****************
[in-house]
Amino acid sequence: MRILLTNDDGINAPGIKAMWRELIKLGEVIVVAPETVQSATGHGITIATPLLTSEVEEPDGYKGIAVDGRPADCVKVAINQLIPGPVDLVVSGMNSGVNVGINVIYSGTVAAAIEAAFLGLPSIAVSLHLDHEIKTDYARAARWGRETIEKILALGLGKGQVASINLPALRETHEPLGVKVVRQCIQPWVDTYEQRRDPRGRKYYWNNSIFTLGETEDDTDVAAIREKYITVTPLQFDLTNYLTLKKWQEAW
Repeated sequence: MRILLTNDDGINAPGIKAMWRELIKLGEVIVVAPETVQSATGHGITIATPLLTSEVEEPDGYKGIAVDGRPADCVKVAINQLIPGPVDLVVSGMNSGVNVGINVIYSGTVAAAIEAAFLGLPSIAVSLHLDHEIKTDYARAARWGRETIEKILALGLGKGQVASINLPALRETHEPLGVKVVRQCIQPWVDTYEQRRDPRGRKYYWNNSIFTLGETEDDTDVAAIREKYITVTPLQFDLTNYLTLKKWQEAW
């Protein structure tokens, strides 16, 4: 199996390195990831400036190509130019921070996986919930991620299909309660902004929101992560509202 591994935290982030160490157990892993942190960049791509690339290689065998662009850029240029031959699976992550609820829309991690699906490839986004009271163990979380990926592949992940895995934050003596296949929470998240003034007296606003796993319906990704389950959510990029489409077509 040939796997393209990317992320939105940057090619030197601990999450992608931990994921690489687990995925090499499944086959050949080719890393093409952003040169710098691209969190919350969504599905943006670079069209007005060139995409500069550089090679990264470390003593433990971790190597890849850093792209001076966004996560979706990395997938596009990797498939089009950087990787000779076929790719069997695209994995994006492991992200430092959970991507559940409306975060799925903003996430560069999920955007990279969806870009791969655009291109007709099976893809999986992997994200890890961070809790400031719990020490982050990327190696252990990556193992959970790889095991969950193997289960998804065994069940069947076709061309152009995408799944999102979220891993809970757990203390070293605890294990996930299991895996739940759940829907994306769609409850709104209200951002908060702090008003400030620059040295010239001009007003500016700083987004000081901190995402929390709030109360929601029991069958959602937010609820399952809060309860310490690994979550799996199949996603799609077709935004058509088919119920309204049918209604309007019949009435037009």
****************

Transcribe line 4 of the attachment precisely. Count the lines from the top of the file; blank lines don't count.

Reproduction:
């Protein structure tokens, strides 16, 4: 199996390195990831400036190509130019921070996986919930991620299909309660902004929101992560509202 591994935290982030160490157990892993942190960049791509690339290689065998662009850029240029031959699976992550609820829309991690699906490839986004009271163990979380990926592949992940895995934050003596296949929470998240003034007296606003796993319906990704389950959510990029489409077509 040939796997393209990317992320939105940057090619030197601990999450992608931990994921690489687990995925090499499944086959050949080719890393093409952003040169710098691209969190919350969504599905943006670079069209007005060139995409500069550089090679990264470390003593433990971790190597890849850093792209001076966004996560979706990395997938596009990797498939089009950087990787000779076929790719069997695209994995994006492991992200430092959970991507559940409306975060799925903003996430560069999920955007990279969806870009791969655009291109007709099976893809999986992997994200890890961070809790400031719990020490982050990327190696252990990556193992959970790889095991969950193997289960998804065994069940069947076709061309152009995408799944999102979220891993809970757990203390070293605890294990996930299991895996739940759940829907994306769609409850709104209200951002908060702090008003400030620059040295010239001009007003500016700083987004000081901190995402929390709030109360929601029991069958959602937010609820399952809060309860310490690994979550799996199949996603799609077709935004058509088919119920309204049918209604309007019949009435037009």